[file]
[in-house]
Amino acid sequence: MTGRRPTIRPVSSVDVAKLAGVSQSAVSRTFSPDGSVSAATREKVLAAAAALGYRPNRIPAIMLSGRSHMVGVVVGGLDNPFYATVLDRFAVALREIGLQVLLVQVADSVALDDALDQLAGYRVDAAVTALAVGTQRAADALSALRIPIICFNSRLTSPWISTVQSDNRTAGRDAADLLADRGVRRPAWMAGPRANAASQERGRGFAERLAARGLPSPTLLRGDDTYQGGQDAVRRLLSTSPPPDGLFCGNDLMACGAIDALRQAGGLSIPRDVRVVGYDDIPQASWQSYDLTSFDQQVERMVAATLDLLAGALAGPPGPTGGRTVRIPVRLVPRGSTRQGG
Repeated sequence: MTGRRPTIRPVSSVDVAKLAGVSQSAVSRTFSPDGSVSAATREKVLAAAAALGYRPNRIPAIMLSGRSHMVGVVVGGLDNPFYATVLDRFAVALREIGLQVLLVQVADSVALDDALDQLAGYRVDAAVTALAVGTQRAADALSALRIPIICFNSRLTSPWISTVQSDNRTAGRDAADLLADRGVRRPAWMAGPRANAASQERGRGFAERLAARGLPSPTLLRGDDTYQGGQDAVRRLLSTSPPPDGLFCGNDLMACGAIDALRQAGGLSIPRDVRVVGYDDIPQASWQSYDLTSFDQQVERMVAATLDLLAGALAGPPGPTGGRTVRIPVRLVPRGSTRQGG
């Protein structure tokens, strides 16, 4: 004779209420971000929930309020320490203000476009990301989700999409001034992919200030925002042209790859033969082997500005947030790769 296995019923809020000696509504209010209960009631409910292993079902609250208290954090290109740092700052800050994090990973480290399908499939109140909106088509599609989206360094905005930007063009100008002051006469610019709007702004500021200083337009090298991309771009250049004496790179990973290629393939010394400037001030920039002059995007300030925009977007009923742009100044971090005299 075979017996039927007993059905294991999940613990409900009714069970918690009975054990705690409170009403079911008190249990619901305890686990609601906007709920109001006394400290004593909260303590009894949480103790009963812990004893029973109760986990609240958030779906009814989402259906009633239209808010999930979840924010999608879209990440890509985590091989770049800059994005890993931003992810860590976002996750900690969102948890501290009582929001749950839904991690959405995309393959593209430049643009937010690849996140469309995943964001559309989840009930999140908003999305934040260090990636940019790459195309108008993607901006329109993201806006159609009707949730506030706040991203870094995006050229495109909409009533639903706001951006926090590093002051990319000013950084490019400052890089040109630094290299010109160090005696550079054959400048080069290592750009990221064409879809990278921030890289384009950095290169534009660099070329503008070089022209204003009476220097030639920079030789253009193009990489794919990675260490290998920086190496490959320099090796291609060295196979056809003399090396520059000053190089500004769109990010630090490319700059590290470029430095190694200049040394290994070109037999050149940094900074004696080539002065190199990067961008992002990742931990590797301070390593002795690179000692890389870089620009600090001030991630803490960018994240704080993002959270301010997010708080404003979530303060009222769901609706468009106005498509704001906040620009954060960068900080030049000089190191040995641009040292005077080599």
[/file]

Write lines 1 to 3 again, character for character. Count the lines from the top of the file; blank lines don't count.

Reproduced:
[in-house]
Amino acid sequence: MTGRRPTIRPVSSVDVAKLAGVSQSAVSRTFSPDGSVSAATREKVLAAAAALGYRPNRIPAIMLSGRSHMVGVVVGGLDNPFYATVLDRFAVALREIGLQVLLVQVADSVALDDALDQLAGYRVDAAVTALAVGTQRAADALSALRIPIICFNSRLTSPWISTVQSDNRTAGRDAADLLADRGVRRPAWMAGPRANAASQERGRGFAERLAARGLPSPTLLRGDDTYQGGQDAVRRLLSTSPPPDGLFCGNDLMACGAIDALRQAGGLSIPRDVRVVGYDDIPQASWQSYDLTSFDQQVERMVAATLDLLAGALAGPPGPTGGRTVRIPVRLVPRGSTRQGG
Repeated sequence: MTGRRPTIRPVSSVDVAKLAGVSQSAVSRTFSPDGSVSAATREKVLAAAAALGYRPNRIPAIMLSGRSHMVGVVVGGLDNPFYATVLDRFAVALREIGLQVLLVQVADSVALDDALDQLAGYRVDAAVTALAVGTQRAADALSALRIPIICFNSRLTSPWISTVQSDNRTAGRDAADLLADRGVRRPAWMAGPRANAASQERGRGFAERLAARGLPSPTLLRGDDTYQGGQDAVRRLLSTSPPPDGLFCGNDLMACGAIDALRQAGGLSIPRDVRVVGYDDIPQASWQSYDLTSFDQQVERMVAATLDLLAGALAGPPGPTGGRTVRIPVRLVPRGSTRQGG